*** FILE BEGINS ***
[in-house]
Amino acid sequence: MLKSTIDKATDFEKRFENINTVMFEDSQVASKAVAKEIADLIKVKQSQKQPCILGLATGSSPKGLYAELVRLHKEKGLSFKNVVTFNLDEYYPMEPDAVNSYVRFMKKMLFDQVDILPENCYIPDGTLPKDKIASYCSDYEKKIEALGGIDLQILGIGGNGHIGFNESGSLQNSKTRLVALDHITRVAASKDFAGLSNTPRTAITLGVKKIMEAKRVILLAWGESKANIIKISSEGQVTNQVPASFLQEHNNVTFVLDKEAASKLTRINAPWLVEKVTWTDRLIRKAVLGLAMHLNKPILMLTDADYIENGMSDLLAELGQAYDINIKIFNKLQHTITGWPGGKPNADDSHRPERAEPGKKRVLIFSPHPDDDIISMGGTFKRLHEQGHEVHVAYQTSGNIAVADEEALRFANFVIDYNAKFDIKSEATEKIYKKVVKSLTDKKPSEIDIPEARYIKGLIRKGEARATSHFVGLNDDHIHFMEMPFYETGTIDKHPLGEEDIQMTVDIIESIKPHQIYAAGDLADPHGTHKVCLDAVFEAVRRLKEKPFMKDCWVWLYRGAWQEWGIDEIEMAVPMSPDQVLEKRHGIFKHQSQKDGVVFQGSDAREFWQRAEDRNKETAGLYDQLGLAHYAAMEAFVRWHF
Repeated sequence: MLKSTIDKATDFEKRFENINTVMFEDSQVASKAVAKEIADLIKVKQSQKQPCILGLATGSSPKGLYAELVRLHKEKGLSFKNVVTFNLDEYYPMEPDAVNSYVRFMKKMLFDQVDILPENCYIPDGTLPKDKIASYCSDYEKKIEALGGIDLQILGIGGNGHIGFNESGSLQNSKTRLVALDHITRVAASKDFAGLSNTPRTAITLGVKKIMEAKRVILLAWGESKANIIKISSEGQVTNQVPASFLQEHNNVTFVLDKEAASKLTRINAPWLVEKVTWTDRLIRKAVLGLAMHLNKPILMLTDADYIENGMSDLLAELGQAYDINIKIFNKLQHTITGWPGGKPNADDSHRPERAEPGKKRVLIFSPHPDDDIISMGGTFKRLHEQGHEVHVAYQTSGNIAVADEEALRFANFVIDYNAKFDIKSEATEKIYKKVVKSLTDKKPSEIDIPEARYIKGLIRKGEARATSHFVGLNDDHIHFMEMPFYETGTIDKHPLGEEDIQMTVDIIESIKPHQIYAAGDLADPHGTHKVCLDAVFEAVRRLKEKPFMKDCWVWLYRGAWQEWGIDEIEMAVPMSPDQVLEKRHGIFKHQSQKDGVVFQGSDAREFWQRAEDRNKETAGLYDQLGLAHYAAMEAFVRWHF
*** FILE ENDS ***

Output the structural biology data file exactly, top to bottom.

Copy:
[in-house]
Amino acid sequence: MLKSTIDKATDFEKRFENINTVMFEDSQVASKAVAKEIADLIKVKQSQKQPCILGLATGSSPKGLYAELVRLHKEKGLSFKNVVTFNLDEYYPMEPDAVNSYVRFMKKMLFDQVDILPENCYIPDGTLPKDKIASYCSDYEKKIEALGGIDLQILGIGGNGHIGFNESGSLQNSKTRLVALDHITRVAASKDFAGLSNTPRTAITLGVKKIMEAKRVILLAWGESKANIIKISSEGQVTNQVPASFLQEHNNVTFVLDKEAASKLTRINAPWLVEKVTWTDRLIRKAVLGLAMHLNKPILMLTDADYIENGMSDLLAELGQAYDINIKIFNKLQHTITGWPGGKPNADDSHRPERAEPGKKRVLIFSPHPDDDIISMGGTFKRLHEQGHEVHVAYQTSGNIAVADEEALRFANFVIDYNAKFDIKSEATEKIYKKVVKSLTDKKPSEIDIPEARYIKGLIRKGEARATSHFVGLNDDHIHFMEMPFYETGTIDKHPLGEEDIQMTVDIIESIKPHQIYAAGDLADPHGTHKVCLDAVFEAVRRLKEKPFMKDCWVWLYRGAWQEWGIDEIEMAVPMSPDQVLEKRHGIFKHQSQKDGVVFQGSDAREFWQRAEDRNKETAGLYDQLGLAHYAAMEAFVRWHF
Repeated sequence: MLKSTIDKATDFEKRFENINTVMFEDSQVASKAVAKEIADLIKVKQSQKQPCILGLATGSSPKGLYAELVRLHKEKGLSFKNVVTFNLDEYYPMEPDAVNSYVRFMKKMLFDQVDILPENCYIPDGTLPKDKIASYCSDYEKKIEALGGIDLQILGIGGNGHIGFNESGSLQNSKTRLVALDHITRVAASKDFAGLSNTPRTAITLGVKKIMEAKRVILLAWGESKANIIKISSEGQVTNQVPASFLQEHNNVTFVLDKEAASKLTRINAPWLVEKVTWTDRLIRKAVLGLAMHLNKPILMLTDADYIENGMSDLLAELGQAYDINIKIFNKLQHTITGWPGGKPNADDSHRPERAEPGKKRVLIFSPHPDDDIISMGGTFKRLHEQGHEVHVAYQTSGNIAVADEEALRFANFVIDYNAKFDIKSEATEKIYKKVVKSLTDKKPSEIDIPEARYIKGLIRKGEARATSHFVGLNDDHIHFMEMPFYETGTIDKHPLGEEDIQMTVDIIESIKPHQIYAAGDLADPHGTHKVCLDAVFEAVRRLKEKPFMKDCWVWLYRGAWQEWGIDEIEMAVPMSPDQVLEKRHGIFKHQSQKDGVVFQGSDAREFWQRAEDRNKETAGLYDQLGLAHYAAMEAFVRWHF